Thornleigh Seventh-day Adventist Church (Sydney, Australia)

Home > Online Magazine > Online Magazine: Edition 50 - December 2012 / January 2013 > From the Mountain Top (by John Morris)

From the Mountain Top

by John Morris

From the Mountain Top

Easter 2012 did not see us heading east but north west. The target was Mt Kaputar National Park. The reason for going was that we had never been there before. We had been many times over the years to the famed Warrumbungle Mountains and had observed Mt Kaputar on the map some 150km north, but that is as much as we had done.

We moved out on Good Friday and traveled north to the Hunter Valley, then west to Singleton, north to Murrurundi and the Great Dividing Range and onto the Western Slopes and Plains at Willow Tree. It was new territory for us from then on. The Kamilaroi Highway took us the rest of the way to Narrabri. The occasional town like Breeza was readily identifiable with the obligatory wheat silo. About 7 hours after leaving home we rolled into the motel at Narrabri.

The roads were generally in reasonable order, smooth surfaced with occasional noisy sections where larger sized gravel had been used for the surfacing layer and mostly 2 lanes only with an occasional overtaking lane. Being in the Easter Holidays traffic volumes were low and driving was comfortable.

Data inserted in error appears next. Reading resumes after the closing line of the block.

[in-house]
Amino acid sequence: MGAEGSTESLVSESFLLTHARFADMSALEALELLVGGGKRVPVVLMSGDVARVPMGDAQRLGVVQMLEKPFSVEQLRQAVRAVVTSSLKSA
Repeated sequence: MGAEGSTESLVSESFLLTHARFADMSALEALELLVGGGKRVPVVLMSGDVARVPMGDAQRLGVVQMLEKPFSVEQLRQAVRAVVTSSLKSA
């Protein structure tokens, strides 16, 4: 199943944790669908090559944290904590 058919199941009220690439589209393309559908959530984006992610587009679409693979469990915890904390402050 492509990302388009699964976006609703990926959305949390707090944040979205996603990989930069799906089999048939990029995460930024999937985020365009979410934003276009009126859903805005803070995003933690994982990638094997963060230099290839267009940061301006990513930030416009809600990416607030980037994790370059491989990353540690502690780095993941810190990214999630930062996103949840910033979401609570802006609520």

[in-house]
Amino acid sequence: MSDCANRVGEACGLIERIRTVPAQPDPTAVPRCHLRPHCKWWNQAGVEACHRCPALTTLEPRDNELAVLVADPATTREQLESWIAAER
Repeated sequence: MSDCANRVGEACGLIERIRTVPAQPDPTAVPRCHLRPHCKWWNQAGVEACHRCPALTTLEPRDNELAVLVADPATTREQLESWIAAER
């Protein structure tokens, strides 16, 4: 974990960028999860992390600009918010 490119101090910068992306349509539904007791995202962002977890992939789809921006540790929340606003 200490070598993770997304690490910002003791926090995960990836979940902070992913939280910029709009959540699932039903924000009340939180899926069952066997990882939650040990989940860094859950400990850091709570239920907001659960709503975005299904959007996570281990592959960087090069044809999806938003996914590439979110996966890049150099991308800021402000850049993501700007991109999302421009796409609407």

It is 56 km from Narrabri to the top of Kaputar. The road is tar sealed for about 50 km, with a rather rough gravel road for the first part of the climb up the range. There were no protective barriers on the gravel road, passing traffic going in the opposite direction was a little nervy at spots.  We walked the last kilometer, a bit of gravel road we wanted to avoid taking the car onto - a 4WD would not have mattered. The view was fantastic. It is said that you can see 10% of the state of NSW from the top. I have not been able to verify the claim, it is highlighted in the tourist literature, but you can sure see a long long long way. The top is 1510 metres above sea level, or just under 5,000 feet. The horizon was hidden in the haze of a late afternoon but what we could see to the southeast - southwest arc was as flat as a pancake with occasional large bumps. Close to the mountain top we had an audience of 3 kangaroos, plus numerous birds.

Proof that we got to the top The welcoming committee